Q&A with Kenny Goodman, co-founder of fast growing Hip Pop

Raising capital is one of the biggest roadblocks faced by today’s entrepreneurs. Not only are bank loans very hard to get for many, but risk capital investors can expect high growth and rapid exit, which are not options for a huge majority of businesses. Despite these challenges, Manchester Kombucha business, Hip Pop, has achieved impressive growth since launching just three years ago thanks to its successful investment strategy.

Here, co-founder Kenny Goodman shares how the brand has been able to raise capital in a way that fits with its unique business model and long-term goals, and his advice for other small businesses currently on the journey.


What has been Hip Pop’s experience raising capital since inception?

Borrowing money [raising debt] as a startup can be very difficult and comes with its own risks.

We've been able to secure some asset finance based on equipment purchases, but most of our raise has come from investment achieved by selling equity. It's a lot harder than you think so buckle in and get ready for a bumpy ride.

What would you say has helped you the most in raising the funds needed to make the business a success?

We’ve learnt first-hand the importance of having a clear investment strategy supported by a solid investment deck that succinctly tells your story.

You need to be able to demonstrate the clear opportunity for investors and why they should trust you with their hard-earned money. This will give you the confidence to approach investors and pitch to them.

In your experience, what are the main challenges small businesses tend to face when trying to raise capital?

For us, the main challenge was getting clear on who our ideal investor was and then getting the first one over the line.

We decided to go for individual ‘angel’ investors rather than institutions. This was due to speed but also most institutions saw us as too small and asked us to come back on the next round.

The more investors you get on board, the easier it becomes because it offers reassurance to the other potential investors.

What advice would you give to another small business to help ensure they get the capital they need, when they need it?

Securing investment is a massive learning curve that becomes a full-time job and takes many months and sometimes years. That’s why it’s important to manage your expectations when setting out.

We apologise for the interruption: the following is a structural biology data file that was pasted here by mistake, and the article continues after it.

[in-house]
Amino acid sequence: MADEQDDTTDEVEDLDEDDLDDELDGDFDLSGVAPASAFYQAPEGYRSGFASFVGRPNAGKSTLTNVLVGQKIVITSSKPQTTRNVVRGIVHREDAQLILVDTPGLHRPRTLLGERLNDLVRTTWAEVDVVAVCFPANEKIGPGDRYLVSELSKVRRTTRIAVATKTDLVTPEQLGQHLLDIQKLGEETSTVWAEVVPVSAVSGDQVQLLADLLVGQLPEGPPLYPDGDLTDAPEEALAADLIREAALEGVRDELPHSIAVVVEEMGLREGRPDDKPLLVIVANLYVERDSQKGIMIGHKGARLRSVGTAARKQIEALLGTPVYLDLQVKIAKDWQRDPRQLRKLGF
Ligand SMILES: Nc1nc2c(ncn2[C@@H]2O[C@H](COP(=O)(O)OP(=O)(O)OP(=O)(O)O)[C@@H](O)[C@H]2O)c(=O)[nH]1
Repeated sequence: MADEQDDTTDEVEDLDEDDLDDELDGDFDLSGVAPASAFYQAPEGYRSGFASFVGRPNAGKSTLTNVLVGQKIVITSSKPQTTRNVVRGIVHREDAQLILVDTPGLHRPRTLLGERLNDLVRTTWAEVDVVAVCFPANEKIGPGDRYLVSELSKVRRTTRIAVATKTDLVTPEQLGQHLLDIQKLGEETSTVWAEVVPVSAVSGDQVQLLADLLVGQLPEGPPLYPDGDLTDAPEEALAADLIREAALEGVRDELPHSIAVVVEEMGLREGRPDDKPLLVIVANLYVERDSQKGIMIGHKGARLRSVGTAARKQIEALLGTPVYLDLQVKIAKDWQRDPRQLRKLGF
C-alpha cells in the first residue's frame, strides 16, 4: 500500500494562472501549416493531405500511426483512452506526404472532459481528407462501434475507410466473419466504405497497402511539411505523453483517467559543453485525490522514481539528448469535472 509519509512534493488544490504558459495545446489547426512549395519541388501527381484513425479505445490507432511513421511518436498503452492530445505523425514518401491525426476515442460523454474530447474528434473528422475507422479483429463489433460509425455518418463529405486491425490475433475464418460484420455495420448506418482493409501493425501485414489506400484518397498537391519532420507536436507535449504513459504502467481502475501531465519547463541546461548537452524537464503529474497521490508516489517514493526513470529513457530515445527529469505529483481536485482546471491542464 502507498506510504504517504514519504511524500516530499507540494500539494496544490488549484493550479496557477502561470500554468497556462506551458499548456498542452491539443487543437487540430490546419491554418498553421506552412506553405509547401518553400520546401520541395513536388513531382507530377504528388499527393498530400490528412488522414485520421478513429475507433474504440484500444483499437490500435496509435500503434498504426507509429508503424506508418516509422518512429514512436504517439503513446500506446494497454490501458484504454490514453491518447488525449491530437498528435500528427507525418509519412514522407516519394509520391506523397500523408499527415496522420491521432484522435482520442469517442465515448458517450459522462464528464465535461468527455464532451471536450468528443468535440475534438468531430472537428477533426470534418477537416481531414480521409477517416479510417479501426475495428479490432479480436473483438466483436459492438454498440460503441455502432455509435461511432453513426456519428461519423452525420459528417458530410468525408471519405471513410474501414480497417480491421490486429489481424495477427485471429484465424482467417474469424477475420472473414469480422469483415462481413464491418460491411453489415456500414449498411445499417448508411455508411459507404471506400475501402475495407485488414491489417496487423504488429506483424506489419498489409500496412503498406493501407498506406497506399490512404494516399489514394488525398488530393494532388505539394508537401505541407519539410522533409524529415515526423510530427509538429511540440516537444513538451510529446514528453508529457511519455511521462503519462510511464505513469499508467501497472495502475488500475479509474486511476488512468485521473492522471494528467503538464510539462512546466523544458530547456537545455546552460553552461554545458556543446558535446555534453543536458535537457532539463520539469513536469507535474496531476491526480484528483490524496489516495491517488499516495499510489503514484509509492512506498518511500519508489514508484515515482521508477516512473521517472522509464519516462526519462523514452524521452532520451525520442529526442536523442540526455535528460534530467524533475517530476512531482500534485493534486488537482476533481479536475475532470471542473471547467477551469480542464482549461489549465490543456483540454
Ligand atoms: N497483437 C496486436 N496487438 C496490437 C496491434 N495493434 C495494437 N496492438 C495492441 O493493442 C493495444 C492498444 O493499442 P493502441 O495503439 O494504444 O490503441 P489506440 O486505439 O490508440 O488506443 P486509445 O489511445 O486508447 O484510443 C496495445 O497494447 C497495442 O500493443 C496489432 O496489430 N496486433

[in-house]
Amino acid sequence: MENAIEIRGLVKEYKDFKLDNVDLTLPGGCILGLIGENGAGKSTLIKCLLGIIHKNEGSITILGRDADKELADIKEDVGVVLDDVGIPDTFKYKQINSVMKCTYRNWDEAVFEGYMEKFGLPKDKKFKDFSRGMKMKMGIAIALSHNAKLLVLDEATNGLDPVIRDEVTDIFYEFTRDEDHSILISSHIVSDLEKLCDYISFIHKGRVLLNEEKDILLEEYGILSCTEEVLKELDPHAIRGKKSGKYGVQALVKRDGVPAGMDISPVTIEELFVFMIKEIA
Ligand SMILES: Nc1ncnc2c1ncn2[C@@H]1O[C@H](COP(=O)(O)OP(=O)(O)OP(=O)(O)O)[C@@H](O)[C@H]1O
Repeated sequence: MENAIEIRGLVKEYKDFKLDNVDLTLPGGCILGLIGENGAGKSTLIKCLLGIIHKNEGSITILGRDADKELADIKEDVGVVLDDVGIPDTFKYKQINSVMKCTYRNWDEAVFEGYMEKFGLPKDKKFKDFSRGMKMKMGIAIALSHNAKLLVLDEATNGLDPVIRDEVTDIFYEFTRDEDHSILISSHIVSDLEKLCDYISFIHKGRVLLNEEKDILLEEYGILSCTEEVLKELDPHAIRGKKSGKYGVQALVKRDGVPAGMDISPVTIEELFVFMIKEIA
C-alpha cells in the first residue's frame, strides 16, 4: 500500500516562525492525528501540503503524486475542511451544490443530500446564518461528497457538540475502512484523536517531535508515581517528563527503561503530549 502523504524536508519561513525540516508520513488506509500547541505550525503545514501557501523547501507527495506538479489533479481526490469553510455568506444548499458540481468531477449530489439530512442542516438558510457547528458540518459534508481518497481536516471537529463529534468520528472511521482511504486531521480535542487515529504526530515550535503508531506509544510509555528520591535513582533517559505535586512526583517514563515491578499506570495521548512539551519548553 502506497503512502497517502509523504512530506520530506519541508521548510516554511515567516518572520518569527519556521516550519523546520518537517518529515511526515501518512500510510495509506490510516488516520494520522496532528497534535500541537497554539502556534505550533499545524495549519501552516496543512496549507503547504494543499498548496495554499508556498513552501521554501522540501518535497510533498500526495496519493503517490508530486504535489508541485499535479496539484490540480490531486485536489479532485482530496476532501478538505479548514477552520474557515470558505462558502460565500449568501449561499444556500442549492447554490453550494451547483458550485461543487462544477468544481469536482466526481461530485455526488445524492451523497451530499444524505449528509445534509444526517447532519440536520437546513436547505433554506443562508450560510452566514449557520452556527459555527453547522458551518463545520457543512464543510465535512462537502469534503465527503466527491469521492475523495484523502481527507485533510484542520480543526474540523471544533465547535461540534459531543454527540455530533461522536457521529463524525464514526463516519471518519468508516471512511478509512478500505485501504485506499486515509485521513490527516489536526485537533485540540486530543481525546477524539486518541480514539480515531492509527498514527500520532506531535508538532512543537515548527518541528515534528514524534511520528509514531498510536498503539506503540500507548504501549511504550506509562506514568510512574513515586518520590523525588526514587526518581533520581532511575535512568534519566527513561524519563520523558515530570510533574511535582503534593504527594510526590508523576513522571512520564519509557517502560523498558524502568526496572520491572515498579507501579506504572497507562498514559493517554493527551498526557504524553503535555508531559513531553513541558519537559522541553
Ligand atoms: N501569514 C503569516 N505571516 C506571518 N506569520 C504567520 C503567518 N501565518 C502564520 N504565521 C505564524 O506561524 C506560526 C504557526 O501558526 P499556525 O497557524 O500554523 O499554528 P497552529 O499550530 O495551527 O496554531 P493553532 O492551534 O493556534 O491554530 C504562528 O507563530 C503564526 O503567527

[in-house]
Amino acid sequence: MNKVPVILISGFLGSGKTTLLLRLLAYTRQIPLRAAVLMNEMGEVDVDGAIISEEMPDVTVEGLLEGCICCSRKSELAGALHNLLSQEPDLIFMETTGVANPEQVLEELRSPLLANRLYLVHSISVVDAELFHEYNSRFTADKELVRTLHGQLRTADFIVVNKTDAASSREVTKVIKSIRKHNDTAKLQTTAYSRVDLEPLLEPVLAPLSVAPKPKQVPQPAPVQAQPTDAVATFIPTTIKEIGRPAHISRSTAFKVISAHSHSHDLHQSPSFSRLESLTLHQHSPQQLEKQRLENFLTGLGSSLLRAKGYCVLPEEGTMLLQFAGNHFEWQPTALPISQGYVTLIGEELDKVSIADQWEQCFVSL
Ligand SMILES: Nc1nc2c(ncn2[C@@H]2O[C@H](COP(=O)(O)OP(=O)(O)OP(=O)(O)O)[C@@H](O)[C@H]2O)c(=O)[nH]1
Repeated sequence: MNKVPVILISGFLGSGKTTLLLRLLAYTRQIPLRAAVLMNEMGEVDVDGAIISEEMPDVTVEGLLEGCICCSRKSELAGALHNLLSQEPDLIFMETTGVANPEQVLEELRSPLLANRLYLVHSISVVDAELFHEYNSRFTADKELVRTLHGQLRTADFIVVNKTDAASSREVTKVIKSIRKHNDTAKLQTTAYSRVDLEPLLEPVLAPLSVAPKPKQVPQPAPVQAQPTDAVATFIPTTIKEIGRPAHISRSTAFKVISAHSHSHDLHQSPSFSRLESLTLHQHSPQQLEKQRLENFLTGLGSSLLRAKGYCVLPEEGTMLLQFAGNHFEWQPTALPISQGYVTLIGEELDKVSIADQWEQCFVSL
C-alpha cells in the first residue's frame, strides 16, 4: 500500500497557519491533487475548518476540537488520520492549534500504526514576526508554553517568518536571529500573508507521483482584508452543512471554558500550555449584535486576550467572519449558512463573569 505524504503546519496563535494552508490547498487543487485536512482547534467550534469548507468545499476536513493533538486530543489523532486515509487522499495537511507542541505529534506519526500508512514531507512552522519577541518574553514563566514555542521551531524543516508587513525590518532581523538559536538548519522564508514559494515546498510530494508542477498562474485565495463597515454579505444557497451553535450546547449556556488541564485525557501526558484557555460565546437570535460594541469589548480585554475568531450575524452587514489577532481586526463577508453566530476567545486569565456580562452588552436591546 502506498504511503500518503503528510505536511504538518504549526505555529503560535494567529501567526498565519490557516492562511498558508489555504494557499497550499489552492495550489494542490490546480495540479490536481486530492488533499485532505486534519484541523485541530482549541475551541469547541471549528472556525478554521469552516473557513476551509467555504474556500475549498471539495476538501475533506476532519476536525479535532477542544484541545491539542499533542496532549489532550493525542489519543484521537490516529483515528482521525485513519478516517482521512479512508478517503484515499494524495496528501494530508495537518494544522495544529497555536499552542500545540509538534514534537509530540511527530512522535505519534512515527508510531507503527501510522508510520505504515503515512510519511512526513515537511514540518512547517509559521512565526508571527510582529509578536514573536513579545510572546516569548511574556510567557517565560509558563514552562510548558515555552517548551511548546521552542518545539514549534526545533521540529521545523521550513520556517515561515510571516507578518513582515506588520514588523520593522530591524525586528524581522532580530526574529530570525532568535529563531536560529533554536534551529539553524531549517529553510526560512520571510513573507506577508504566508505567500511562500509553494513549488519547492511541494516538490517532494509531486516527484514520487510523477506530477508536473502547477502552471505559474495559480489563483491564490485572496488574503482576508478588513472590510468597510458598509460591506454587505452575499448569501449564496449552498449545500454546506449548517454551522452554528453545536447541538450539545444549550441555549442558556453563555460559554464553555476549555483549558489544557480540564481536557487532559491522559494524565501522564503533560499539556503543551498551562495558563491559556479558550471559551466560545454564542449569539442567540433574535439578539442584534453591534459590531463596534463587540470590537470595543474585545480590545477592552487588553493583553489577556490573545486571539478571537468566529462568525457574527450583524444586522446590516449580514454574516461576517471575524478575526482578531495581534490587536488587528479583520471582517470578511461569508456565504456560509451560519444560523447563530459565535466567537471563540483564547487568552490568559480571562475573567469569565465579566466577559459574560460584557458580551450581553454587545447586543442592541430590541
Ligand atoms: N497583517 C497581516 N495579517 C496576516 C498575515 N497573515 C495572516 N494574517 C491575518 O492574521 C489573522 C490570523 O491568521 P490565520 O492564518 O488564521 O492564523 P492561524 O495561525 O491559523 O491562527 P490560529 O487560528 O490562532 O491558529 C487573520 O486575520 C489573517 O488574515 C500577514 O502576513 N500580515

You don't want to be in a desperate place when raising investment so planning early is key. If there is more than one founder, decide who the best person is to run with this, otherwise it will suck everyone's energy and affect the business performance, making you a less attractive investment.

How can businesses determine which is the best solution for them to raise capital, for example borrowing vs seeking investment?

It depends on the business’ appetite for risk. It's always best to keep your own equity and raise debt if the interest rates are low enough, but debt usually comes with the risk of security which can involve personal guarantees - essentially putting your home on the line.

What would you say is key to a successful crowdfunding campaign?

“We've only ever done Kickstarters rather than equity crowd funding, but the main thing you need to succeed with either is a strong customer base who love you enough to support you in your raise.

What role has your advisory team played in helping raise capital and how integral has this been?

Our advisory team has been critical in the process by providing guidance on things like valuation, but also adding credibility to the business and investment opportunity.

Do you have any plans for raising additional capital in the future?

Yes, we are currently looking to raise again for an exciting new opportunity that has presented itself to us.

We think it will be very attractive for investors as it provides a revenue stream with very little effort on our side.